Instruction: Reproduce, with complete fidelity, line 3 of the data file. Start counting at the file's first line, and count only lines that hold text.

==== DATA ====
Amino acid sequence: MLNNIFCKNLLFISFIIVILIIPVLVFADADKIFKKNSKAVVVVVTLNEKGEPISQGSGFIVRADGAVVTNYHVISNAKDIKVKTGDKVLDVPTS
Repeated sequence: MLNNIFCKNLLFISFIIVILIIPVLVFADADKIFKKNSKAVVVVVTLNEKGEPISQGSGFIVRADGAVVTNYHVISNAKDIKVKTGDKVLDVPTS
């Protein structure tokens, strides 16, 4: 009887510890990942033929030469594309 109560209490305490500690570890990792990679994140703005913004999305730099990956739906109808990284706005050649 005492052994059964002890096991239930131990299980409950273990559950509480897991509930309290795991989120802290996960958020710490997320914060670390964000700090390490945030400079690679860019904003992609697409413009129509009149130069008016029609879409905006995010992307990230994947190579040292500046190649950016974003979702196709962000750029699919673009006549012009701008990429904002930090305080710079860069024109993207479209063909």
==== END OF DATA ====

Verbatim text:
């Protein structure tokens, strides 16, 4: 009887510890990942033929030469594309 109560209490305490500690570890990792990679994140703005913004999305730099990956739906109808990284706005050649 005492052994059964002890096991239930131990299980409950273990559950509480897991509930309290795991989120802290996960958020710490997320914060670390964000700090390490945030400079690679860019904003992609697409413009129509009149130069008016029609879409905006995010992307990230994947190579040292500046190649950016974003979702196709962000750029699919673009006549012009701008990429904002930090305080710079860069024109993207479209063909």